There are exceptions, of course. I really love Jon Stewart on The Daily Show: a dose of reality wrapped in a package of laughter. The Colbert Report is a bit over the top sometimes, but usually worth sitting through. Boston Legal is my favorite fictional show — outrageously funny while clearly making social statements about current events. Other than that, I like informative shows on the Discovery, Science, and History channels, as well as PBS. Shows that can teach me something interesting or make me think.

I watch all television via DVR. For those of you not familiar with the concept — my mom wasn’t — DVR stands for digital video recorder. (TiVo is a DVR device.) It’s build into our satellite TV box and makes it very easy to record the television shows you want to watch. Once recorded, the shows sit on a hard disk and can be easily accessed and watched any time you like — even if the DVR is recording something else. But best of all is the 30-second fast forward button, which makes it easy to skip the commercials.

My TV Problem

I do have a problem, however. If you put me in a room that has a television on and it’s within view, I will get sucked into it. It with grab and hold my attention, turning me into just another one of the TV watching zombies around me.

You know what I mean. You’ve been to restaurants or waiting areas where there’s a TV on. If you’re facing it, you’re watching it. It’s as simple as that.

How can you help it? All those pretty colors flashing about. News channel screen titles and scrolling news tickers grab your attention even with the sound off. You see the pictures, you read the text. Why are the police following that white Blazer? What’s with the yellow tape around that wooded area? Why are they taking that man away in handcuffs? Who’s the guy with [fill-in-the-blank famous celebrity]?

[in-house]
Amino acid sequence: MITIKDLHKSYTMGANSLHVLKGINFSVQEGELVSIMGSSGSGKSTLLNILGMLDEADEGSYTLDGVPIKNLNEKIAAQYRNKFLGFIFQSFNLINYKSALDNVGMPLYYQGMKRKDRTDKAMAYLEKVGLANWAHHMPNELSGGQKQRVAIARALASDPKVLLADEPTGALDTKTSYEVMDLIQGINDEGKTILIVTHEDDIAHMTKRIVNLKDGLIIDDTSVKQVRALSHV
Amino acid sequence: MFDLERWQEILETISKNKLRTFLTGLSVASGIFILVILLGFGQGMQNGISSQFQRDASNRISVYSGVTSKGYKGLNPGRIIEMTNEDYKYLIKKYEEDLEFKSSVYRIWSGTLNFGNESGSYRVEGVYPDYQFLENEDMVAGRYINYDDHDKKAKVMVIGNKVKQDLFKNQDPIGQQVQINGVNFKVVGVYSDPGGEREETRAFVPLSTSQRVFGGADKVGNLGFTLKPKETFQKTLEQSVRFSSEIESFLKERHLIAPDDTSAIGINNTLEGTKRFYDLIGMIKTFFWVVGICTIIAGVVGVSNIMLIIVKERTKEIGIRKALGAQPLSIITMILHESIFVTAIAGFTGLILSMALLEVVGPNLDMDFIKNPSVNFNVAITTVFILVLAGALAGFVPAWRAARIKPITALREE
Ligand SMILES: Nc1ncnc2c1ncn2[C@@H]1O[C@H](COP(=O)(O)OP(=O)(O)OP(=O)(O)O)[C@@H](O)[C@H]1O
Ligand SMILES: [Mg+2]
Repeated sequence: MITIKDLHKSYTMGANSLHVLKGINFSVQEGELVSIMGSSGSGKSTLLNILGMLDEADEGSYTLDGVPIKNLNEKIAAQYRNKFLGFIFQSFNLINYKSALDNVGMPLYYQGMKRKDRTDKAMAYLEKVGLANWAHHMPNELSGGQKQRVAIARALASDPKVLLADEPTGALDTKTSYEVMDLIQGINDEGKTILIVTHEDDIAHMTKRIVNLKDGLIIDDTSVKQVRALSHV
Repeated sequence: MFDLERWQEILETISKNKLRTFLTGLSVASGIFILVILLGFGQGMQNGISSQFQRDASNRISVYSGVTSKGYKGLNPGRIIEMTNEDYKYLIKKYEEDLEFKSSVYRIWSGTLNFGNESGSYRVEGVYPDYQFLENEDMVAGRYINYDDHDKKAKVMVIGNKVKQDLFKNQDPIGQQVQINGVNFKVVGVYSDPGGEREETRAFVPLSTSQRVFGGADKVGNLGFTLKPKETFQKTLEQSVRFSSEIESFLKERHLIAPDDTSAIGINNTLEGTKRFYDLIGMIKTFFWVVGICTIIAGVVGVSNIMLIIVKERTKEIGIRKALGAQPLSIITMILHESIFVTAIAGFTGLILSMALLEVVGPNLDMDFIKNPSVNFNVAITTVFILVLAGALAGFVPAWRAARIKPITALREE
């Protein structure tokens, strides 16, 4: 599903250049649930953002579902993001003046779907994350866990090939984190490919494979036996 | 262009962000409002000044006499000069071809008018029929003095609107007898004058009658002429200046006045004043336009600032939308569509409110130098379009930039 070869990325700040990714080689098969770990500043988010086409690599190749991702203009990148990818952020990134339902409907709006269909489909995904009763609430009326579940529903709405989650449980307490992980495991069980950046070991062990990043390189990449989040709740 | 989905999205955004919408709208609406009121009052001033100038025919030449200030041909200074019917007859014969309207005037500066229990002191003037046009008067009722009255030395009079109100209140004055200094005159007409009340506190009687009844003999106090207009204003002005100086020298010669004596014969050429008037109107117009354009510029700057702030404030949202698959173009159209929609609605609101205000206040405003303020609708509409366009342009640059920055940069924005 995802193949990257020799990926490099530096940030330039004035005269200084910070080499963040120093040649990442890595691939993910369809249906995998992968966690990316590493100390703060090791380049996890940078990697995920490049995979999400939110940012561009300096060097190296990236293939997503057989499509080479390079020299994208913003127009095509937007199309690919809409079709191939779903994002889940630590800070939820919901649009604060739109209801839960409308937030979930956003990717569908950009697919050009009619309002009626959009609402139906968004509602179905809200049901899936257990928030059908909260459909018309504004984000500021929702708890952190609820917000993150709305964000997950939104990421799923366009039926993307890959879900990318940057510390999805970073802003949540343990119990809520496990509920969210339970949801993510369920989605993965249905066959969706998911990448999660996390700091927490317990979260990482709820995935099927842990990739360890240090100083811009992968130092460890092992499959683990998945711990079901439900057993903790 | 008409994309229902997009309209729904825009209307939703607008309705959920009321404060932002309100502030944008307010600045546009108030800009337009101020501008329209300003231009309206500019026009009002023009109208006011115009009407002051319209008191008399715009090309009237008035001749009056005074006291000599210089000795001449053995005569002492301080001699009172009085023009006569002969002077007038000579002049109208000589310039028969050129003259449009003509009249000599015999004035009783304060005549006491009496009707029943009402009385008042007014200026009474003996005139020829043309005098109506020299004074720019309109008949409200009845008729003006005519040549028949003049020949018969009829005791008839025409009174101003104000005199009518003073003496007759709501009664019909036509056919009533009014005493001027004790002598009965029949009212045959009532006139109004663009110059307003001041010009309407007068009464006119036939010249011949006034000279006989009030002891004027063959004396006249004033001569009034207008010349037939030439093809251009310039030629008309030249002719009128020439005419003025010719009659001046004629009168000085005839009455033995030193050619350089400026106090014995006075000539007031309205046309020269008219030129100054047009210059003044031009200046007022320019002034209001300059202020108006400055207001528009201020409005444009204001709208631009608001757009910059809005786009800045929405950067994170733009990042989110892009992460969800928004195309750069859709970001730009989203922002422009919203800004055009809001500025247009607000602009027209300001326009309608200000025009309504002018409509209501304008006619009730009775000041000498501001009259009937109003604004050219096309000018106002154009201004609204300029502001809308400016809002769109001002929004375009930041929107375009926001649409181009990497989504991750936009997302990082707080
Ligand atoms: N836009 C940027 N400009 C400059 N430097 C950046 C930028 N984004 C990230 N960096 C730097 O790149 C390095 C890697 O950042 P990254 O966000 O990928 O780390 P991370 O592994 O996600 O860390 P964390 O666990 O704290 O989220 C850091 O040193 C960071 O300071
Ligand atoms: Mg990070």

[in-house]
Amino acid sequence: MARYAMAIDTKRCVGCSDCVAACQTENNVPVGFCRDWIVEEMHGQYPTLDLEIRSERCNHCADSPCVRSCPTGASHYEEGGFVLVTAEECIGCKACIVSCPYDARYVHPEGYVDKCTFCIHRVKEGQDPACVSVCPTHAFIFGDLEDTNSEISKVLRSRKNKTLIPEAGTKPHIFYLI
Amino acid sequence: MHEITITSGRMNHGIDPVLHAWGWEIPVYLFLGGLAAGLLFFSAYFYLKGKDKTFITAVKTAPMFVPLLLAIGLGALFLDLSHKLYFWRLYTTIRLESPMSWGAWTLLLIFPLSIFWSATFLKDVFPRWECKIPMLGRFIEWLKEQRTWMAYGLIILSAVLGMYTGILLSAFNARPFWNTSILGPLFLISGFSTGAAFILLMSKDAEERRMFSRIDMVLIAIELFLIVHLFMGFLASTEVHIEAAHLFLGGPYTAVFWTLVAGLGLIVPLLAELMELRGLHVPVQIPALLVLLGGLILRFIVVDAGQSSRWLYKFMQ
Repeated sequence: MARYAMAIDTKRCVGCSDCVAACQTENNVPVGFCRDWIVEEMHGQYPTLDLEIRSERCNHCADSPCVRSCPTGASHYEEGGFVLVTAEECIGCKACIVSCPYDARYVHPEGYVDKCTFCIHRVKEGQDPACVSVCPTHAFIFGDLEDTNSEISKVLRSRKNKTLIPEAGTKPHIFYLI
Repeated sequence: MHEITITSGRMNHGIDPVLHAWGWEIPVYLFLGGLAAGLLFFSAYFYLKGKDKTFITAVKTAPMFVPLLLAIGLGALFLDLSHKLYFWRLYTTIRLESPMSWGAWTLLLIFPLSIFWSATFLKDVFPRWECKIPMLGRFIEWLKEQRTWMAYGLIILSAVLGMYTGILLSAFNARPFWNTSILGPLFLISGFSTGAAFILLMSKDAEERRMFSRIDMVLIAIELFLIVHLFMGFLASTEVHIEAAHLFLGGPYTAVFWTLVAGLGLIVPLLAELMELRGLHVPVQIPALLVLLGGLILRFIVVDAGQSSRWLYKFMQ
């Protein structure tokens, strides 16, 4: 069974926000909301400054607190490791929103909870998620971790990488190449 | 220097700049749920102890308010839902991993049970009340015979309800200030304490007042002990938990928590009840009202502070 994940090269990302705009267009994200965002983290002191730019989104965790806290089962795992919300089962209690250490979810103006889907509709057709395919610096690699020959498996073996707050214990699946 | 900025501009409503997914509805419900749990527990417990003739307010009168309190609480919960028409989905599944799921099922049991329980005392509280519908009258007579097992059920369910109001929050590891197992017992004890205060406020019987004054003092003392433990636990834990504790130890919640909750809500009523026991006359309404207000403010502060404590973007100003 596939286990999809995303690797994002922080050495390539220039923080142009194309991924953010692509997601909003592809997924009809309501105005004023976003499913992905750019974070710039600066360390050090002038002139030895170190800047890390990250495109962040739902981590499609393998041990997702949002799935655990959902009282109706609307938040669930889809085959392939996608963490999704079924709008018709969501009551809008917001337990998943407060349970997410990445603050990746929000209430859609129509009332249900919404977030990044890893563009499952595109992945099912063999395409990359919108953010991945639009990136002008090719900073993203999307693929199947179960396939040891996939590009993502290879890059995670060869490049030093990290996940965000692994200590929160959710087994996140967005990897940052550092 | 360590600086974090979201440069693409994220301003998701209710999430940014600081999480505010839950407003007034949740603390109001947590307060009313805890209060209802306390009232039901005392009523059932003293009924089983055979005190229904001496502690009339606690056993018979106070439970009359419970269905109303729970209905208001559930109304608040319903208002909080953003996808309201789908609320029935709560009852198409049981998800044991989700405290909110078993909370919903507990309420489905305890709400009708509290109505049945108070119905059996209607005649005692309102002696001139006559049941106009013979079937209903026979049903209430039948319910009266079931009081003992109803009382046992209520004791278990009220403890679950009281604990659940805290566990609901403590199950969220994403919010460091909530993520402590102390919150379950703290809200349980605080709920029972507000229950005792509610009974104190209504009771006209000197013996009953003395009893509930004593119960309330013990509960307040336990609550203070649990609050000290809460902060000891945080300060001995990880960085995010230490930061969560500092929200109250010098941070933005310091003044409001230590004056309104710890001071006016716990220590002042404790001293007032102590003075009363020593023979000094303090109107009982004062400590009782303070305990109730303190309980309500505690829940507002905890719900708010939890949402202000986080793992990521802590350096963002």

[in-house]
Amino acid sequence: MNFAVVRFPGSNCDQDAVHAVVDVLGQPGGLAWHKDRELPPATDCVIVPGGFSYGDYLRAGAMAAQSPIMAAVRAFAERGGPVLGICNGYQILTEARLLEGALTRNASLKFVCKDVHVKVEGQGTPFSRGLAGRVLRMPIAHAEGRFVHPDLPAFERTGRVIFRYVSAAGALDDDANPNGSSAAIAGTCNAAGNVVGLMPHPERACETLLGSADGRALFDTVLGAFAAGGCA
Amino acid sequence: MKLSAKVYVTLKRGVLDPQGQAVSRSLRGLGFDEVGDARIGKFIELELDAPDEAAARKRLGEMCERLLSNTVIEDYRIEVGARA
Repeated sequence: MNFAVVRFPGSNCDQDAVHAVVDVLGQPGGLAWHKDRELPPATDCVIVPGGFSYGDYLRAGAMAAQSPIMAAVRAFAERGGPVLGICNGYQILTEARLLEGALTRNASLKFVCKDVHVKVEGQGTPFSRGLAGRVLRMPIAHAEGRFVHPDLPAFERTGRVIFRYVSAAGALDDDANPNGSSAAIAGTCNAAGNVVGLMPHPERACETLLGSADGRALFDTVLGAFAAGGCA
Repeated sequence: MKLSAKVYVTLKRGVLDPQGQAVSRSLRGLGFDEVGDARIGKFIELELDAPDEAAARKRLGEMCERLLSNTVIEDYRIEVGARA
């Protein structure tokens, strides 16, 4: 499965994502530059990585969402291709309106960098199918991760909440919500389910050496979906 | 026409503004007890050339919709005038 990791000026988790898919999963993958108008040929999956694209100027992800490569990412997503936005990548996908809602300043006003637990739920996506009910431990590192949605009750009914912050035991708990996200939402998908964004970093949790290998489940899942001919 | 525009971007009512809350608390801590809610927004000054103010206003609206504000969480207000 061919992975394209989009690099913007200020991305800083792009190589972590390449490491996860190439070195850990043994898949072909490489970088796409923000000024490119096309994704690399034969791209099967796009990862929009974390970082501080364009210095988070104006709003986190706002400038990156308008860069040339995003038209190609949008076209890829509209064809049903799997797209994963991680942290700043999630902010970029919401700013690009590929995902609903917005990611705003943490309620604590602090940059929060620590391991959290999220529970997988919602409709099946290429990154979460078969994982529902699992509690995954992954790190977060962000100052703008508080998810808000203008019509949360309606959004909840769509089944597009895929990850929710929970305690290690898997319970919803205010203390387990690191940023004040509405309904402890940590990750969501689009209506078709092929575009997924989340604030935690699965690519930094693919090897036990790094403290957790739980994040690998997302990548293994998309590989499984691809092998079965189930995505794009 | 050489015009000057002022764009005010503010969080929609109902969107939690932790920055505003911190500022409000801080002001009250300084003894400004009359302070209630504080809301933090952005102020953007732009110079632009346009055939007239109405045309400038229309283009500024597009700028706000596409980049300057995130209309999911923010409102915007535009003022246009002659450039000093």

In my case, even if I don’t care about what’s on the screen, I’m still sucked into it. The only solution is to sit with my back to it. But then the person I’m with might be facing it and I can clearly see him or her being sucked in. This makes normal social interaction — like conversation — difficult. It’s as if your party of two or three has just been joined by an invited guest who is demanding the attention of the people in your party.

Think I’m kidding? Exaggerating? The next time you’re in a restaurant or airport gate lounge or other place with a TV on, watch the people around it. How many of them are staring at the image like zombies? How many of them are preferring the onscreen image to conversation with their companion(s)? I’m willing to bet it’s more than 50%.

The universal pacifier.

Enter TV-B-Gone®

I read about TV-B-Gone in Make magazine. It was presented there as a project, but for those of us not comfortable with a soldering iron and circuit board, it was also available for sale.

TV-B-Gone is a universal remote control with just one button: an On/Off button. With it, you can turn virtually any television off (or on).

According to Mitch Altman, inventor of TV-B-Gone:

You can use TV-B-Gone® to control access to television for philosophical or practical reasons, or simply to have fun!

Mr. Altman echos my sentiments about television on the Responsible TV Watching page of his Web site: